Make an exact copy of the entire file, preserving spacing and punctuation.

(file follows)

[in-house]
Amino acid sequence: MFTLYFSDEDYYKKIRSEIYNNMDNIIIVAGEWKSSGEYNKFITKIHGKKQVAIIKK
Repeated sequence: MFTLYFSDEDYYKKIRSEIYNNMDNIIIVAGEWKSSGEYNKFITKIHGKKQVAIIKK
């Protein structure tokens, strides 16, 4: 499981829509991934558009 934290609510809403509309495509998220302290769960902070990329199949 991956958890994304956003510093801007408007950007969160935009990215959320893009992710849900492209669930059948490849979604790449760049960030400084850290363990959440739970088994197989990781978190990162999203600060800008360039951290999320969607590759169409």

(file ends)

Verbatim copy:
[in-house]
Amino acid sequence: MFTLYFSDEDYYKKIRSEIYNNMDNIIIVAGEWKSSGEYNKFITKIHGKKQVAIIKK
Repeated sequence: MFTLYFSDEDYYKKIRSEIYNNMDNIIIVAGEWKSSGEYNKFITKIHGKKQVAIIKK
């Protein structure tokens, strides 16, 4: 499981829509991934558009 934290609510809403509309495509998220302290769960902070990329199949 991956958890994304956003510093801007408007950007969160935009990215959320893009992710849900492209669930059948490849979604790449760049960030400084850290363990959440739970088994197989990781978190990162999203600060800008360039951290999320969607590759169409």